“The church and the whorehouse arrived in the Far West simultaneously. And each would have been horrified to think it was a different facet of the same thing. But surely they were both intended to accomplish the same thing: the singing, the devotion, the poetry of the churches took a man out of his bleakness for a time, and so did the brothels.” – East of Eden

This excerpt from John Steinbeck’s magnum opus begs the question, is there any difference between what the church offers and what the world offers? Are worship and hedonism two sides of the same coin? If we’re all looking for relief from the struggle of daily life, does it actually matter where that relief is found?

The thought is enough to make a Christian nervous. It could make him wonder if he’s been duped into being an uptight moralist. Ralph Waldo Emerson once asked, “Are you not scared by seeing that the gypsies are more attractive to us than the apostles?” The man has a point. If Christianity offers freedom and joy then how come said gypsies look like they’re having more fun?

I personally experienced this conundrum when I took a 12-week sabbatical two years ago. After seven years of working full-time at a church, Sunday morning would roll around; my wife and I would sleep in a little, make a nice breakfast, play some backgammon, and go for a walk. And then it occurred to me why someone wouldn’t go to church: a leisurely Sunday morning was actually really nice. At the beginning of the sabbatical, I had planned to visit other churches in order to get my worship fix, but I didn’t end up attending a single church service for 12 weeks straight. As a professional Christian, I had managed to cut church off cold turkey, no problem.

Truly, if the church does not offer something that the world cannot offer itself, then there is nothing special about it. There’s no distinguishing Christianity from anything else that can help you get through life — food, alcohol, exercise, sex. Each of those things offer a little bit of relief. Of course, it doesn’t last, but, from my experience, neither does prayer or church. I’ll go to church and be completely undone by a hymn or a sermon only to turn back into my same old self an hour later, complaining about cleaning up the kitty litter or worrying about money. And, at its worst, the church offers something far worse than any worldly pleasure: fear, shame, judgment, self-seriousness, self-righteousness.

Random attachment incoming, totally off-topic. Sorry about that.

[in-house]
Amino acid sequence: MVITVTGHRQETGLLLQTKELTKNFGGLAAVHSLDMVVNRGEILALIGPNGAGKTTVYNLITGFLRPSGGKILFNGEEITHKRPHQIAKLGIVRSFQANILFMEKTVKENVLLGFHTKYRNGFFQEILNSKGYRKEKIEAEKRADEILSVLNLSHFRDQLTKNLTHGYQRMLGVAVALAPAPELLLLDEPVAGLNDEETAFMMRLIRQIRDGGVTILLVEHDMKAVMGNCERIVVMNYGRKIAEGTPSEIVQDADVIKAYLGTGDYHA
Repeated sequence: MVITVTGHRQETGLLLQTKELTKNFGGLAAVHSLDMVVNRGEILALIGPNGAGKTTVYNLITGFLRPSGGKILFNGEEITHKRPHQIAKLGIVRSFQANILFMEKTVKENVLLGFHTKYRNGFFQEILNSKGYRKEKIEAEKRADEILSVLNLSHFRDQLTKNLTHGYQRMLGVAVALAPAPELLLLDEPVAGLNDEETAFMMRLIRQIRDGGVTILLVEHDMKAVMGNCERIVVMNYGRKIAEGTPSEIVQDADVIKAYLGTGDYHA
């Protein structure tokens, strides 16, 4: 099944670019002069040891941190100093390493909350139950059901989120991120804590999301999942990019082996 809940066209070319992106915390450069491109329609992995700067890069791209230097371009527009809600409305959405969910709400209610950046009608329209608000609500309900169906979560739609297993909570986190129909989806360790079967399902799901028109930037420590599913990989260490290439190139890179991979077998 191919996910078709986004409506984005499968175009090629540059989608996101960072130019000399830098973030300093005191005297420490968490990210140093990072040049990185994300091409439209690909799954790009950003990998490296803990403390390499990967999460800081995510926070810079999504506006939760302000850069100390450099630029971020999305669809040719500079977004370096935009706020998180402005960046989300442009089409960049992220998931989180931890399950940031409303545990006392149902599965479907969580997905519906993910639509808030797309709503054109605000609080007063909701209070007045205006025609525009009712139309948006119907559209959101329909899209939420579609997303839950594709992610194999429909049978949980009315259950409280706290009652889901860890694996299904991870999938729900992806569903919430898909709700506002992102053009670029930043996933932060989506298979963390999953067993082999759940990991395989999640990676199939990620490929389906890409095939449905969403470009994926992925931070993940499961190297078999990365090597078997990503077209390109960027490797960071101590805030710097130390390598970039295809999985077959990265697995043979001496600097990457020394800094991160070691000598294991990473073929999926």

Sadly, the church often sees the world as a threat to its mission rather than as fertile ground in which to plant the seeds of faith. As a result, we easily become Gnostics in an attempt to distinguish ourselves from the world, scorning everything that was actually created by a good and gracious God. Things like wine and food and sex have all been created for the purpose of being enjoyed (since this is Mockingbird, I’ll include movies, songs, and New Yorker articles). Jesus is still Lord of all, including whatever worldly pleasure we turn to for comfort. He is the God of alcohol, the God of sex, the God of money, the God of food, all things that we so easily corrupt. We may turn what is good into something bad; we may visit the modern whorehouses of our time which take us out of our bleakness for a moment or two, but God is with us even there. Try as we might to evade Him, He is not excluded from the blessings we have sullied. For this reason, the world and all its pleasures should not be seen as a threat to the church. After all, both are under God’s dominion and meant to be enjoyed and shared. But, back to the original question: what is the difference between what the church offers and what the world offers?

All too often, the church preaches what the world has already long been preaching: the importance of community, service to others, trying to be a better person. While all of those things are good and well-meaning, none of them are distinguishing factors of Christianity (a religion that is sadly often mistaken for moralism). The single thing that the church offers that the world would never think of is a man on a cross. As Fleming Rutledge so memorably puts it in her book The Crucifixion, “No one in the history of human imagination had conceived of such a thing as the worship of a crucified man.” Jesus, the gospel incarnate, is what sets the church apart from the world. Jesus, who enjoyed the pleasures of the world to the point of being branded as a glutton and a drunkard (Matthew 11:19), offers us a sense of joy far greater than any worldly pleasure. The friend of tax collectors and whores died and rose to give us a peace as deep as eternity. While the world might take a man out of his bleakness for a time, Jesus’ sacrifice took the world out of its bleakness once for all (Hebrews 10).

Just to be clear, I hope it’s obvious that I’m not advocating for the sinful pleasures of this world. That’s another blog post for another day. The pleasure that comes from a metaphorical whorehouse comes at a cost, of course. When such pleasure becomes one’s focus, it’s easy to lose sight that it comes at the expense of someone else – in the case of the “whorehouse,” it’s someone’s daughter, sister or mother – and that’s not to be taken lightly. Likewise, however, the joy and freedom that one experiences in church comes at a similar cost – the blood of Christ, shed for you.

One more the thing: when we’re able to acknowledge Jesus as the church’s one foundation, it allows us to live all the more freely in the world. As the Swiss theologian Karl Barth once wrote, “We can permit ourselves to be more romantic than the romanticists and more humanistic than the humanists. But we must be more precise.” To be as precise as possible, well, “X” (i.e. the Cross) marks the spot.